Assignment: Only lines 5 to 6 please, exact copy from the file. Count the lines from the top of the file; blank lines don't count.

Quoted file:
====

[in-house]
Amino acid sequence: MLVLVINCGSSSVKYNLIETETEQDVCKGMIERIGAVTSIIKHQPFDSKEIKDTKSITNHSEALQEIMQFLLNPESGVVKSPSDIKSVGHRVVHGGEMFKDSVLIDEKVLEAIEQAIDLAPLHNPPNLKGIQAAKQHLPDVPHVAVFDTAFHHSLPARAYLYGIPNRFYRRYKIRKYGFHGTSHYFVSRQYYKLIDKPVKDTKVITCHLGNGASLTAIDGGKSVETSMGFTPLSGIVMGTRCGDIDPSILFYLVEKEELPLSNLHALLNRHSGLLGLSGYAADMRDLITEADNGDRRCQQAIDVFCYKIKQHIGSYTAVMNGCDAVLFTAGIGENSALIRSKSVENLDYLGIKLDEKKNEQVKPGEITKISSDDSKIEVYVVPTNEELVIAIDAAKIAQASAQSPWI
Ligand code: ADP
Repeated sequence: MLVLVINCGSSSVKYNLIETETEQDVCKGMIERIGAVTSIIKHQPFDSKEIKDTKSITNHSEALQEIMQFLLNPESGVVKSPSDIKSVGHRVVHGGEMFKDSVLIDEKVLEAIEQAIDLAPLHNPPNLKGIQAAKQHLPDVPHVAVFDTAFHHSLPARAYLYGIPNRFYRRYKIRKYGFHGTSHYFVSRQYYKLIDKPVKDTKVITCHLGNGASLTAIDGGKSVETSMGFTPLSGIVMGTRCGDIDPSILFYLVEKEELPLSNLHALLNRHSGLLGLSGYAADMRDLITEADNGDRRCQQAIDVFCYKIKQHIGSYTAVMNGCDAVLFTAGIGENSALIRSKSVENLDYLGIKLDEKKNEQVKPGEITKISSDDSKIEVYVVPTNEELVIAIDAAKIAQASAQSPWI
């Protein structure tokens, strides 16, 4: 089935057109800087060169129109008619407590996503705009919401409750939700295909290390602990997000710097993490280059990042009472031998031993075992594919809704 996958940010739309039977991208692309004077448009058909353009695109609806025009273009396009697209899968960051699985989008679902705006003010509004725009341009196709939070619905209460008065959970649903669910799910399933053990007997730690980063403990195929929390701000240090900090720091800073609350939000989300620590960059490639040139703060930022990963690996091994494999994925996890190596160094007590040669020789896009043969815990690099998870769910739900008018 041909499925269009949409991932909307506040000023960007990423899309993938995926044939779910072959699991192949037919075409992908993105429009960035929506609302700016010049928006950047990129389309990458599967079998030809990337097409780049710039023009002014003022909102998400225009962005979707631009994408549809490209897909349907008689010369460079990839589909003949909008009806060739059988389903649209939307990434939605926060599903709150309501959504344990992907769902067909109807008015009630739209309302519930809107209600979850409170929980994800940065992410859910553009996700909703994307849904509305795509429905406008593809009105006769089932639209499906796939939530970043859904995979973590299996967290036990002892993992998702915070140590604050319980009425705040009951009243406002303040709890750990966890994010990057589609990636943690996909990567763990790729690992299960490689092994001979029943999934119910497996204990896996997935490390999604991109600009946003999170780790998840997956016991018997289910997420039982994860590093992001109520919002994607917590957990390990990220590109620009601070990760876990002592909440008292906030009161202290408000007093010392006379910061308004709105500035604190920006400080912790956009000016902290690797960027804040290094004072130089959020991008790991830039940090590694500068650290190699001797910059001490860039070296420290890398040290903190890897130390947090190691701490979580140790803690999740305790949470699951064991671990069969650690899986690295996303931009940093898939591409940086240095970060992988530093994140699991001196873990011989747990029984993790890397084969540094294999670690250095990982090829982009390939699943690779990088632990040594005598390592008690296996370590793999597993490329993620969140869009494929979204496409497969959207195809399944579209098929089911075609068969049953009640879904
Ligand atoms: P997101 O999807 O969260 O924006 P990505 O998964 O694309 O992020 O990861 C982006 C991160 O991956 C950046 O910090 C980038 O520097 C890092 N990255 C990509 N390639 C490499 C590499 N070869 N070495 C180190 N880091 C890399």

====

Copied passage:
């Protein structure tokens, strides 16, 4: 089935057109800087060169129109008619407590996503705009919401409750939700295909290390602990997000710097993490280059990042009472031998031993075992594919809704 996958940010739309039977991208692309004077448009058909353009695109609806025009273009396009697209899968960051699985989008679902705006003010509004725009341009196709939070619905209460008065959970649903669910799910399933053990007997730690980063403990195929929390701000240090900090720091800073609350939000989300620590960059490639040139703060930022990963690996091994494999994925996890190596160094007590040669020789896009043969815990690099998870769910739900008018 041909499925269009949409991932909307506040000023960007990423899309993938995926044939779910072959699991192949037919075409992908993105429009960035929506609302700016010049928006950047990129389309990458599967079998030809990337097409780049710039023009002014003022909102998400225009962005979707631009994408549809490209897909349907008689010369460079990839589909003949909008009806060739059988389903649209939307990434939605926060599903709150309501959504344990992907769902067909109807008015009630739209309302519930809107209600979850409170929980994800940065992410859910553009996700909703994307849904509305795509429905406008593809009105006769089932639209499906796939939530970043859904995979973590299996967290036990002892993992998702915070140590604050319980009425705040009951009243406002303040709890750990966890994010990057589609990636943690996909990567763990790729690992299960490689092994001979029943999934119910497996204990896996997935490390999604991109600009946003999170780790998840997956016991018997289910997420039982994860590093992001109520919002994607917590957990390990990220590109620009601070990760876990002592909440008292906030009161202290408000007093010392006379910061308004709105500035604190920006400080912790956009000016902290690797960027804040290094004072130089959020991008790991830039940090590694500068650290190699001797910059001490860039070296420290890398040290903190890897130390947090190691701490979580140790803690999740305790949470699951064991671990069969650690899986690295996303931009940093898939591409940086240095970060992988530093994140699991001196873990011989747990029984993790890397084969540094294999670690250095990982090829982009390939699943690779990088632990040594005598390592008690296996370590793999597993490329993620969140869009494929979204496409497969959207195809399944579209098929089911075609068969049953009640879904
Ligand atoms: P997101 O999807 O969260 O924006 P990505 O998964 O694309 O992020 O990861 C982006 C991160 O991956 C950046 O910090 C980038 O520097 C890092 N990255 C990509 N390639 C490499 C590499 N070869 N070495 C180190 N880091 C890399």